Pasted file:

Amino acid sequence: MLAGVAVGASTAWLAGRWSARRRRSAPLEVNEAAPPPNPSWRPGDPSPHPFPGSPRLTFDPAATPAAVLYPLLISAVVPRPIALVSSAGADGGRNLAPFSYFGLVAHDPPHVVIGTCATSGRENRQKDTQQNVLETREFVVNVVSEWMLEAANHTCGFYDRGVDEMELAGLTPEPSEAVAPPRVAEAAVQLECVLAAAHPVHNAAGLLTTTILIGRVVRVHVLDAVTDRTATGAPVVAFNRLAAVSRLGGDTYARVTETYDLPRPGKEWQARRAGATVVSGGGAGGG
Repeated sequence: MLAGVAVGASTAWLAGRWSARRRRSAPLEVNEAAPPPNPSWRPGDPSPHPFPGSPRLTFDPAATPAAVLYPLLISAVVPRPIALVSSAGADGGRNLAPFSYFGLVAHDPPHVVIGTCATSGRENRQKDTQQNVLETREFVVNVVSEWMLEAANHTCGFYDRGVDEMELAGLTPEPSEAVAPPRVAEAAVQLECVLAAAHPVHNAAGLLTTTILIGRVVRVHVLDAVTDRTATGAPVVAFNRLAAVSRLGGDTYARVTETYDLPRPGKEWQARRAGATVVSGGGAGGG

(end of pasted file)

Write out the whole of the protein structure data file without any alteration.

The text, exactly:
Amino acid sequence: MLAGVAVGASTAWLAGRWSARRRRSAPLEVNEAAPPPNPSWRPGDPSPHPFPGSPRLTFDPAATPAAVLYPLLISAVVPRPIALVSSAGADGGRNLAPFSYFGLVAHDPPHVVIGTCATSGRENRQKDTQQNVLETREFVVNVVSEWMLEAANHTCGFYDRGVDEMELAGLTPEPSEAVAPPRVAEAAVQLECVLAAAHPVHNAAGLLTTTILIGRVVRVHVLDAVTDRTATGAPVVAFNRLAAVSRLGGDTYARVTETYDLPRPGKEWQARRAGATVVSGGGAGGG
Repeated sequence: MLAGVAVGASTAWLAGRWSARRRRSAPLEVNEAAPPPNPSWRPGDPSPHPFPGSPRLTFDPAATPAAVLYPLLISAVVPRPIALVSSAGADGGRNLAPFSYFGLVAHDPPHVVIGTCATSGRENRQKDTQQNVLETREFVVNVVSEWMLEAANHTCGFYDRGVDEMELAGLTPEPSEAVAPPRVAEAAVQLECVLAAAHPVHNAAGLLTTTILIGRVVRVHVLDAVTDRTATGAPVVAFNRLAAVSRLGGDTYARVTETYDLPRPGKEWQARRAGATVVSGGGAGGG